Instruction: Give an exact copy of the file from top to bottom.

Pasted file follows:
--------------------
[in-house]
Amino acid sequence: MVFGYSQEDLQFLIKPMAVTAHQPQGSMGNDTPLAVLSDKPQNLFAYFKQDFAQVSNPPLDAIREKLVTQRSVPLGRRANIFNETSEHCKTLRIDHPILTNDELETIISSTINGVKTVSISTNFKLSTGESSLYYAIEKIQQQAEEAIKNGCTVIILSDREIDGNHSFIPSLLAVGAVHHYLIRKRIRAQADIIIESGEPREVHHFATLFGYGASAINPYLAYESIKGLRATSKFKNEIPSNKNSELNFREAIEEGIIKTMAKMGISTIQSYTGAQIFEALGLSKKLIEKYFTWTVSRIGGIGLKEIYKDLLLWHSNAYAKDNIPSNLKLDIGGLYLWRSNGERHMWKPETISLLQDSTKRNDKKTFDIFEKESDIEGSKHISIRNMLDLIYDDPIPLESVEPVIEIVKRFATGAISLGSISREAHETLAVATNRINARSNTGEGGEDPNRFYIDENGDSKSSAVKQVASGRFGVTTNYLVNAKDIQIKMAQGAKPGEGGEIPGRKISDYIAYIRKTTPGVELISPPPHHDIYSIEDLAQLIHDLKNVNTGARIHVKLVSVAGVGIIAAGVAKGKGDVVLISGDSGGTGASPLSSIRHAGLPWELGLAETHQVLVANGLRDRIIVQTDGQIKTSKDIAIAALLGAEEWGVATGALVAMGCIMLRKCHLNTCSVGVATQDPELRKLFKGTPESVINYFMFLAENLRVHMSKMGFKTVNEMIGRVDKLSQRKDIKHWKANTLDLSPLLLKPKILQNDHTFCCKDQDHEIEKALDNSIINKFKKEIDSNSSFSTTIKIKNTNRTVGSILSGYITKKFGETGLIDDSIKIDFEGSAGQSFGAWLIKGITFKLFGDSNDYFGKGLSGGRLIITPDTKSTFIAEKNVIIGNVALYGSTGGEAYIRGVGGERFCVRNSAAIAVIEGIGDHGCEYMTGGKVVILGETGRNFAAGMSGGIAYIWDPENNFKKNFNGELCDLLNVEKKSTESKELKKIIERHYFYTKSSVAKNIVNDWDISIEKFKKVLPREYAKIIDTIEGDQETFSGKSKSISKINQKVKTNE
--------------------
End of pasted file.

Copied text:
[in-house]
Amino acid sequence: MVFGYSQEDLQFLIKPMAVTAHQPQGSMGNDTPLAVLSDKPQNLFAYFKQDFAQVSNPPLDAIREKLVTQRSVPLGRRANIFNETSEHCKTLRIDHPILTNDELETIISSTINGVKTVSISTNFKLSTGESSLYYAIEKIQQQAEEAIKNGCTVIILSDREIDGNHSFIPSLLAVGAVHHYLIRKRIRAQADIIIESGEPREVHHFATLFGYGASAINPYLAYESIKGLRATSKFKNEIPSNKNSELNFREAIEEGIIKTMAKMGISTIQSYTGAQIFEALGLSKKLIEKYFTWTVSRIGGIGLKEIYKDLLLWHSNAYAKDNIPSNLKLDIGGLYLWRSNGERHMWKPETISLLQDSTKRNDKKTFDIFEKESDIEGSKHISIRNMLDLIYDDPIPLESVEPVIEIVKRFATGAISLGSISREAHETLAVATNRINARSNTGEGGEDPNRFYIDENGDSKSSAVKQVASGRFGVTTNYLVNAKDIQIKMAQGAKPGEGGEIPGRKISDYIAYIRKTTPGVELISPPPHHDIYSIEDLAQLIHDLKNVNTGARIHVKLVSVAGVGIIAAGVAKGKGDVVLISGDSGGTGASPLSSIRHAGLPWELGLAETHQVLVANGLRDRIIVQTDGQIKTSKDIAIAALLGAEEWGVATGALVAMGCIMLRKCHLNTCSVGVATQDPELRKLFKGTPESVINYFMFLAENLRVHMSKMGFKTVNEMIGRVDKLSQRKDIKHWKANTLDLSPLLLKPKILQNDHTFCCKDQDHEIEKALDNSIINKFKKEIDSNSSFSTTIKIKNTNRTVGSILSGYITKKFGETGLIDDSIKIDFEGSAGQSFGAWLIKGITFKLFGDSNDYFGKGLSGGRLIITPDTKSTFIAEKNVIIGNVALYGSTGGEAYIRGVGGERFCVRNSAAIAVIEGIGDHGCEYMTGGKVVILGETGRNFAAGMSGGIAYIWDPENNFKKNFNGELCDLLNVEKKSTESKELKKIIERHYFYTKSSVAKNIVNDWDISIEKFKKVLPREYAKIIDTIEGDQETFSGKSKSISKINQKVKTNE